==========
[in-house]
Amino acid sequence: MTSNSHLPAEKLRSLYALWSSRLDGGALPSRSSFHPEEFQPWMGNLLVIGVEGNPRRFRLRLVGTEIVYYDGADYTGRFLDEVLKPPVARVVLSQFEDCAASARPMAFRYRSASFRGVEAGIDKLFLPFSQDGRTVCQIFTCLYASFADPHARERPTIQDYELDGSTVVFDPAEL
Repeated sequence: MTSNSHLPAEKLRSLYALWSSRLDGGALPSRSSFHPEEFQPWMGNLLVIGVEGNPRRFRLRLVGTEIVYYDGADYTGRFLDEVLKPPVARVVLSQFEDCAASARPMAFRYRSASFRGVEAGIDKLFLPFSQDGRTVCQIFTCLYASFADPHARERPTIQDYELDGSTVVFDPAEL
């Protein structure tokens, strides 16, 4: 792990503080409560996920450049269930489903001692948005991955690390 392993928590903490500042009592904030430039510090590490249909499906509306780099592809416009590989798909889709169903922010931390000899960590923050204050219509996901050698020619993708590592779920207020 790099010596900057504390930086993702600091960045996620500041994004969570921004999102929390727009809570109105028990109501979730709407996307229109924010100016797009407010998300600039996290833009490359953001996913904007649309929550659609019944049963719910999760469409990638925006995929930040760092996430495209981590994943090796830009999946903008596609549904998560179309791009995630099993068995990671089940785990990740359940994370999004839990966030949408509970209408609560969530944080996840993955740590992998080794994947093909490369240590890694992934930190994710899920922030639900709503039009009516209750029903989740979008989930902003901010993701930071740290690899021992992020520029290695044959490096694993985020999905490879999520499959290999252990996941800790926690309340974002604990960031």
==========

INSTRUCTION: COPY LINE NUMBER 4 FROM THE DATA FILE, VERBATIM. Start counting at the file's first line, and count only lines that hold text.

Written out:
């Protein structure tokens, strides 16, 4: 792990503080409560996920450049269930489903001692948005991955690390 392993928590903490500042009592904030430039510090590490249909499906509306780099592809416009590989798909889709169903922010931390000899960590923050204050219509996901050698020619993708590592779920207020 790099010596900057504390930086993702600091960045996620500041994004969570921004999102929390727009809570109105028990109501979730709407996307229109924010100016797009407010998300600039996290833009490359953001996913904007649309929550659609019944049963719910999760469409990638925006995929930040760092996430495209981590994943090796830009999946903008596609549904998560179309791009995630099993068995990671089940785990990740359940994370999004839990966030949408509970209408609560969530944080996840993955740590992998080794994947093909490369240590890694992934930190994710899920922030639900709503039009009516209750029903989740979008989930902003901010993701930071740290690899021992992020520029290695044959490096694993985020999905490879999520499959290999252990996941800790926690309340974002604990960031």